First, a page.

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Flavoured Acoustic Models, an aproach to Automatic Speech Recognition in asymmetric multilingual context

IP.com Disclosure Number: IPCOM000127544D
Original Publication Date: 2005-Aug-31
Included in the Prior Art Database: 2005-Aug-31
Document File: 2 page(s) / 80K

Publishing Venue

IBM

Abstract

The problem addressed is Automatic Speech Recognition (ASR) in an asymmetric multilingual context: in such a cultural environment, speakers of one language (hereafter called main language) are often using words of another language (influencing language), and pronouncing them with near-native accent. A common example is the French Language as spoken in Canada (Fr_CA), which is strongly influenced by English. We describe here a new approach, Flavoured Acoustic Models, allowing suitable acoustic modelling aiming at better ASR accuracy in this context.

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Flavoured Acoustic Models, an aproach to Automatic Speech Recognition in asymmetric multilingual context

Flavoured Acoustic Model Overview

The Flavoured Acoustic Model (FAM) approach involves the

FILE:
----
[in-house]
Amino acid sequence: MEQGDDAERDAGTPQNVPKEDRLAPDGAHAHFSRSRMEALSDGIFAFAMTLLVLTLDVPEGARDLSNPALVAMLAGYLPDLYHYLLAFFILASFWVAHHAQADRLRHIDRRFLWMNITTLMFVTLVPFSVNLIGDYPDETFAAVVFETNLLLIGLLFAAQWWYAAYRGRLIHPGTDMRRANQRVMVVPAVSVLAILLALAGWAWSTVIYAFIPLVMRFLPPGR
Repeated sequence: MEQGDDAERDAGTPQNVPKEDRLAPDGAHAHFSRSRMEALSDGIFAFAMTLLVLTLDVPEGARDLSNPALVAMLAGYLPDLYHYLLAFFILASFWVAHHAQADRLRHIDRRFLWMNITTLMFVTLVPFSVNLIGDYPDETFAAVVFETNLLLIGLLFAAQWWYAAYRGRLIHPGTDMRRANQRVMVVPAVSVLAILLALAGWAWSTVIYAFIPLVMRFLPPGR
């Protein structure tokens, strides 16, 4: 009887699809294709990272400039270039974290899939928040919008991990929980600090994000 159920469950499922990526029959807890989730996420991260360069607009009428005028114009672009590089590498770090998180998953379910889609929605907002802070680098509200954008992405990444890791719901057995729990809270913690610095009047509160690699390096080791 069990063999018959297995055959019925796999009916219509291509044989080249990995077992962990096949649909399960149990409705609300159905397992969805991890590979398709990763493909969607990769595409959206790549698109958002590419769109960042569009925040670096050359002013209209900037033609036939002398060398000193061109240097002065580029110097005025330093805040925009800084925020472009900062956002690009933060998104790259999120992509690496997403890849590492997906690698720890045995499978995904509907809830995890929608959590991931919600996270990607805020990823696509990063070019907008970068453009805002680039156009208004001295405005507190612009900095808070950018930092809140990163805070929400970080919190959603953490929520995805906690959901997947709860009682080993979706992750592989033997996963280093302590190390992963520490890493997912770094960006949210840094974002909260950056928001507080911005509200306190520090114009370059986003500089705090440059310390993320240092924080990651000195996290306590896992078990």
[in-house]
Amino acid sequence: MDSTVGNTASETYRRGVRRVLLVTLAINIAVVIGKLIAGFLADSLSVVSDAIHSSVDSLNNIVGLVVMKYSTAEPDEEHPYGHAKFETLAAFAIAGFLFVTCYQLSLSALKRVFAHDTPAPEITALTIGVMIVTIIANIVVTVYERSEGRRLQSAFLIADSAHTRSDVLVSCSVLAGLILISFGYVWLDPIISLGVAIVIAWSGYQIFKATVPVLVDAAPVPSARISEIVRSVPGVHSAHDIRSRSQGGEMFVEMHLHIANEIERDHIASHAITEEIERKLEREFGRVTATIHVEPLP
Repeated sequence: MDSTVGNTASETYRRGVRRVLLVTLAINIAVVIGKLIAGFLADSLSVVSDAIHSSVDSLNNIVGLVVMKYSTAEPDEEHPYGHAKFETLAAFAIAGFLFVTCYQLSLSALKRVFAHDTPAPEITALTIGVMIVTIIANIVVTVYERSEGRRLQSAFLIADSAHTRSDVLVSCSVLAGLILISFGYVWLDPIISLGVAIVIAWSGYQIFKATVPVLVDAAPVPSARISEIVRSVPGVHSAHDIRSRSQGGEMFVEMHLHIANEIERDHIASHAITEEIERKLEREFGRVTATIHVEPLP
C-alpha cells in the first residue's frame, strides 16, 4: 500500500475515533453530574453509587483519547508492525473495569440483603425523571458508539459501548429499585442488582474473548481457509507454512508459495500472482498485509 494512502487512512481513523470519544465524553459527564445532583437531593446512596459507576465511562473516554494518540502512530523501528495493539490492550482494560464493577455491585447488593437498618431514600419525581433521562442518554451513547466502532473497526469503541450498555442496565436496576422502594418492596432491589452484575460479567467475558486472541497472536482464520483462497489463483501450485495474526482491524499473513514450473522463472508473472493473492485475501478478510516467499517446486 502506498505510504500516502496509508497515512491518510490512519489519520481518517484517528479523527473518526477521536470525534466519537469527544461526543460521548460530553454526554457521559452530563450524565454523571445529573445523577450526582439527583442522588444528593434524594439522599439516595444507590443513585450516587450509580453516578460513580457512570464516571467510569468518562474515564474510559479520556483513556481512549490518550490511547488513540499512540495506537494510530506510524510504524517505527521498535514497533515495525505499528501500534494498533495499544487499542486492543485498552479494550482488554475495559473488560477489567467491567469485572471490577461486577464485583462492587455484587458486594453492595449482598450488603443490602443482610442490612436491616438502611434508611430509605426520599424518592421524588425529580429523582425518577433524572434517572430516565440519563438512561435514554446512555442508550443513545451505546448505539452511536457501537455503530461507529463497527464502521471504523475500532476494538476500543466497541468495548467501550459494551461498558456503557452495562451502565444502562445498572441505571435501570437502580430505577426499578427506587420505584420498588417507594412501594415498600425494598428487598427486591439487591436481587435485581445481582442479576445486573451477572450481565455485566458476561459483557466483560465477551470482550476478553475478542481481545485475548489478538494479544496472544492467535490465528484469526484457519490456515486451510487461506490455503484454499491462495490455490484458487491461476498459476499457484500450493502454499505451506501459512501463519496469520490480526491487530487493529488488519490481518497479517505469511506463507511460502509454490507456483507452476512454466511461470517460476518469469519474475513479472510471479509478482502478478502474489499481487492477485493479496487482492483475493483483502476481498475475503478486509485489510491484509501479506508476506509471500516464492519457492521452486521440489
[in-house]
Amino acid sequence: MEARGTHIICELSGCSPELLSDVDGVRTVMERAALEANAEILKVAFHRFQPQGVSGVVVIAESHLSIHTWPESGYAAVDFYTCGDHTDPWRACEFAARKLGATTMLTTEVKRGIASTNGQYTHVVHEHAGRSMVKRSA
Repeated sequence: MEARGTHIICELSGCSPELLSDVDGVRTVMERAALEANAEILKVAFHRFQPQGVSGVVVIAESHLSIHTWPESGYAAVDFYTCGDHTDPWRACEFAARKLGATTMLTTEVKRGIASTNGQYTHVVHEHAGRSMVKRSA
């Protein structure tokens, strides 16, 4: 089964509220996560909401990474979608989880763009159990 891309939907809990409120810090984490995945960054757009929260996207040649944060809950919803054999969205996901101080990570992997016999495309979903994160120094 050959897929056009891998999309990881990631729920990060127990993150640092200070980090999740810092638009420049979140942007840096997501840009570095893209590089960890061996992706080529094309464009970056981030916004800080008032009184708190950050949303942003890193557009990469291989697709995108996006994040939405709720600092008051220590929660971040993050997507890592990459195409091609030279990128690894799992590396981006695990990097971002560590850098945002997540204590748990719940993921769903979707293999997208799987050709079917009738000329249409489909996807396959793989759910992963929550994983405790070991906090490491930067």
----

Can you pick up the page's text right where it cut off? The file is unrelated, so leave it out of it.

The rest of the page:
following steps :

1. Enhancing phonology with extra phones to cover the
influencing language specific phones
2. Bootstrapping influencing language phones training with
foreign data
3. Boosting the weight of utterances where influencing
language words/phrases are being pronounced with near-native
accent by legitimate speakers.
4. Tailoring the vocabulary to offer influencing language
phonetization only in relevant cases.

The result of this process is an acoustic model associated
with a vocabulary (phonetic transcriptions/baseforms)

Detailed process description

STEP 1 : enhancing phonology with extra phones to cover the
influencing language specific phones

The FAM approach requires the use of a phonology (phone
alphabet) that describes the main language as well as the
influencing language. Enhancing the main language phone set in
order to support influencing language baseforms typically
involves overlaps, as shown in figure 1.

Let us define

Class M: phones exclusively used in the Main language
Class I: phones exclusively used in the Influencing
language
Class C: Common phones (used in both languages)

    Figure 1 : example of phonology common to French and
English

STEP 2: Bootstrapping influencing language phones with foreign
data.

We need to produce a first acoustic model covering the
influencing language phones and to have the common phones
correctly trained in the phonetic context tree.

We achieve this goal by including in our training data some
foreign data, close enough to the influencing language. The

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amount of data has to be well balanced compared to the rest of
the training data, in order to avoid corrupting the common
phones when used by a main language word.

The specificity of FAM approach is that t...